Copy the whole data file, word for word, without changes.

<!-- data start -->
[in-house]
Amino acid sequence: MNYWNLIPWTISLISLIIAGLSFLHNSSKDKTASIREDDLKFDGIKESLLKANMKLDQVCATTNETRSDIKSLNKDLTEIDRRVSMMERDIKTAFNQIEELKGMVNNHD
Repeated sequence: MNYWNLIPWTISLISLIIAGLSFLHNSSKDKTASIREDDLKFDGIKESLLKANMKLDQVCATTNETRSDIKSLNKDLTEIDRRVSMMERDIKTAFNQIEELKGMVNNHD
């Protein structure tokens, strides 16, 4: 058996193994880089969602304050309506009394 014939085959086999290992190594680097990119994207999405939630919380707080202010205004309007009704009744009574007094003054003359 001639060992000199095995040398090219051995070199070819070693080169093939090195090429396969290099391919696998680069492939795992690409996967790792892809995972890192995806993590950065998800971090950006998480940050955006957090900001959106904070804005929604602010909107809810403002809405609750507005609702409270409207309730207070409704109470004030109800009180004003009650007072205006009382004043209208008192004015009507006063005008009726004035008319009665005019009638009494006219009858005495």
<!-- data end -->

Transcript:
[in-house]
Amino acid sequence: MNYWNLIPWTISLISLIIAGLSFLHNSSKDKTASIREDDLKFDGIKESLLKANMKLDQVCATTNETRSDIKSLNKDLTEIDRRVSMMERDIKTAFNQIEELKGMVNNHD
Repeated sequence: MNYWNLIPWTISLISLIIAGLSFLHNSSKDKTASIREDDLKFDGIKESLLKANMKLDQVCATTNETRSDIKSLNKDLTEIDRRVSMMERDIKTAFNQIEELKGMVNNHD
């Protein structure tokens, strides 16, 4: 058996193994880089969602304050309506009394 014939085959086999290992190594680097990119994207999405939630919380707080202010205004309007009704009744009574007094003054003359 001639060992000199095995040398090219051995070199070819070693080169093939090195090429396969290099391919696998680069492939795992690409996967790792892809995972890192995806993590950065998800971090950006998480940050955006957090900001959106904070804005929604602010909107809810403002809405609750507005609702409270409207309730207070409704109470004030109800009180004003009650007072205006009382004043209208008192004015009507006063005008009726004035008319009665005019009638009494006219009858005495």